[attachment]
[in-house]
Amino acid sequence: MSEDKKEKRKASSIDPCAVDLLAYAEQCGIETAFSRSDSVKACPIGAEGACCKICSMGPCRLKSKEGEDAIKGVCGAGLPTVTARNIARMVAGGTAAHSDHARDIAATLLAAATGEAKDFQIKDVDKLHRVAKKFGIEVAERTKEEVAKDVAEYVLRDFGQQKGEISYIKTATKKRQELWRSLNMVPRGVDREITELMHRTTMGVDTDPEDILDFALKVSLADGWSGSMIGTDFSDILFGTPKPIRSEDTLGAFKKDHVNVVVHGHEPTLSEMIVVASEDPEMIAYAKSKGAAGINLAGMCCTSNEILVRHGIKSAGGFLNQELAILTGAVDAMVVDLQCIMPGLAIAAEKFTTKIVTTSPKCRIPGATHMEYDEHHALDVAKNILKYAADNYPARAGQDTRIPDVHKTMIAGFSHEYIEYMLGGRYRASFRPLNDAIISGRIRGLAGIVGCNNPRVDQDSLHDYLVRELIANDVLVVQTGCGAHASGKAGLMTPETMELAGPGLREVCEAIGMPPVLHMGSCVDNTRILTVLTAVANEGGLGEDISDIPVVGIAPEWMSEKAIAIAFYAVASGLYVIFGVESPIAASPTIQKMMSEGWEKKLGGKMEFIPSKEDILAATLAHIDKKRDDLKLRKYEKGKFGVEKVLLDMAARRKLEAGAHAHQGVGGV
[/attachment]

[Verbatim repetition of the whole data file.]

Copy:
[in-house]
Amino acid sequence: MSEDKKEKRKASSIDPCAVDLLAYAEQCGIETAFSRSDSVKACPIGAEGACCKICSMGPCRLKSKEGEDAIKGVCGAGLPTVTARNIARMVAGGTAAHSDHARDIAATLLAAATGEAKDFQIKDVDKLHRVAKKFGIEVAERTKEEVAKDVAEYVLRDFGQQKGEISYIKTATKKRQELWRSLNMVPRGVDREITELMHRTTMGVDTDPEDILDFALKVSLADGWSGSMIGTDFSDILFGTPKPIRSEDTLGAFKKDHVNVVVHGHEPTLSEMIVVASEDPEMIAYAKSKGAAGINLAGMCCTSNEILVRHGIKSAGGFLNQELAILTGAVDAMVVDLQCIMPGLAIAAEKFTTKIVTTSPKCRIPGATHMEYDEHHALDVAKNILKYAADNYPARAGQDTRIPDVHKTMIAGFSHEYIEYMLGGRYRASFRPLNDAIISGRIRGLAGIVGCNNPRVDQDSLHDYLVRELIANDVLVVQTGCGAHASGKAGLMTPETMELAGPGLREVCEAIGMPPVLHMGSCVDNTRILTVLTAVANEGGLGEDISDIPVVGIAPEWMSEKAIAIAFYAVASGLYVIFGVESPIAASPTIQKMMSEGWEKKLGGKMEFIPSKEDILAATLAHIDKKRDDLKLRKYEKGKFGVEKVLLDMAARRKLEAGAHAHQGVGGV